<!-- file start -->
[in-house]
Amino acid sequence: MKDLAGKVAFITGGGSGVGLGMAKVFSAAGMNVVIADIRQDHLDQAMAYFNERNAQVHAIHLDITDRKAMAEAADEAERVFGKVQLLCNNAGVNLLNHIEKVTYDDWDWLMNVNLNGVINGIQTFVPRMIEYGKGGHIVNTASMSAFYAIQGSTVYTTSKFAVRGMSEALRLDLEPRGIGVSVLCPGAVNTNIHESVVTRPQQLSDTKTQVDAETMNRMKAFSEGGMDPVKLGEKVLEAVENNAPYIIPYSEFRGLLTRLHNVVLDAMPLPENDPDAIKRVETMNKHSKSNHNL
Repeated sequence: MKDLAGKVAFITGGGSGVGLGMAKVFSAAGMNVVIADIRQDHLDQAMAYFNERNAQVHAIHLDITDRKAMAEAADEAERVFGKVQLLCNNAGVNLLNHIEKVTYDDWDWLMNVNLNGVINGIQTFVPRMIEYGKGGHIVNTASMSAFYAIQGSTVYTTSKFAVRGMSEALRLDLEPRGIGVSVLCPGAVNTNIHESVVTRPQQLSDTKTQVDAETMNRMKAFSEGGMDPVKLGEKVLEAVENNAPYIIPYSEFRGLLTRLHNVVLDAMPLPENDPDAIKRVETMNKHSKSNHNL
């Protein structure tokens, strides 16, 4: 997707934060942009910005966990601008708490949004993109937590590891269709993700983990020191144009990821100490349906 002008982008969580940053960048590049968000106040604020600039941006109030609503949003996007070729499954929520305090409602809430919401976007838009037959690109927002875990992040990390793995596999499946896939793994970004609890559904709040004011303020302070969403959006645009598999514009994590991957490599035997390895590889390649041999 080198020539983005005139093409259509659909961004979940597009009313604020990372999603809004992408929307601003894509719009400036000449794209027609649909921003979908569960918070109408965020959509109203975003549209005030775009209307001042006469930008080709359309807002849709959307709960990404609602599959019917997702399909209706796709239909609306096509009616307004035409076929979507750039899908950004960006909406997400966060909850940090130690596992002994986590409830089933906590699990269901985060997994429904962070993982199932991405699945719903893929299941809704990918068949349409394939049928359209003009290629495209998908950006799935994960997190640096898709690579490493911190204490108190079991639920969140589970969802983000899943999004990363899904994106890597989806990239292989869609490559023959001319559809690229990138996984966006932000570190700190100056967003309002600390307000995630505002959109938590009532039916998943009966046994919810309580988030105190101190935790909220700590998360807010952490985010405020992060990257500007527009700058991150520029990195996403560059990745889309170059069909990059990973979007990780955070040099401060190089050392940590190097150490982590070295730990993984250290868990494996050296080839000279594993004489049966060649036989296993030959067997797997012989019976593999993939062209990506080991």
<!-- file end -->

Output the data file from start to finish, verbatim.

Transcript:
[in-house]
Amino acid sequence: MKDLAGKVAFITGGGSGVGLGMAKVFSAAGMNVVIADIRQDHLDQAMAYFNERNAQVHAIHLDITDRKAMAEAADEAERVFGKVQLLCNNAGVNLLNHIEKVTYDDWDWLMNVNLNGVINGIQTFVPRMIEYGKGGHIVNTASMSAFYAIQGSTVYTTSKFAVRGMSEALRLDLEPRGIGVSVLCPGAVNTNIHESVVTRPQQLSDTKTQVDAETMNRMKAFSEGGMDPVKLGEKVLEAVENNAPYIIPYSEFRGLLTRLHNVVLDAMPLPENDPDAIKRVETMNKHSKSNHNL
Repeated sequence: MKDLAGKVAFITGGGSGVGLGMAKVFSAAGMNVVIADIRQDHLDQAMAYFNERNAQVHAIHLDITDRKAMAEAADEAERVFGKVQLLCNNAGVNLLNHIEKVTYDDWDWLMNVNLNGVINGIQTFVPRMIEYGKGGHIVNTASMSAFYAIQGSTVYTTSKFAVRGMSEALRLDLEPRGIGVSVLCPGAVNTNIHESVVTRPQQLSDTKTQVDAETMNRMKAFSEGGMDPVKLGEKVLEAVENNAPYIIPYSEFRGLLTRLHNVVLDAMPLPENDPDAIKRVETMNKHSKSNHNL
């Protein structure tokens, strides 16, 4: 997707934060942009910005966990601008708490949004993109937590590891269709993700983990020191144009990821100490349906 002008982008969580940053960048590049968000106040604020600039941006109030609503949003996007070729499954929520305090409602809430919401976007838009037959690109927002875990992040990390793995596999499946896939793994970004609890559904709040004011303020302070969403959006645009598999514009994590991957490599035997390895590889390649041999 080198020539983005005139093409259509659909961004979940597009009313604020990372999603809004992408929307601003894509719009400036000449794209027609649909921003979908569960918070109408965020959509109203975003549209005030775009209307001042006469930008080709359309807002849709959307709960990404609602599959019917997702399909209706796709239909609306096509009616307004035409076929979507750039899908950004960006909406997400966060909850940090130690596992002994986590409830089933906590699990269901985060997994429904962070993982199932991405699945719903893929299941809704990918068949349409394939049928359209003009290629495209998908950006799935994960997190640096898709690579490493911190204490108190079991639920969140589970969802983000899943999004990363899904994106890597989806990239292989869609490559023959001319559809690229990138996984966006932000570190700190100056967003309002600390307000995630505002959109938590009532039916998943009966046994919810309580988030105190101190935790909220700590998360807010952490985010405020992060990257500007527009700058991150520029990195996403560059990745889309170059069909990059990973979007990780955070040099401060190089050392940590190097150490982590070295730990993984250290868990494996050296080839000279594993004489049966060649036989296993030959067997797997012989019976593999993939062209990506080991």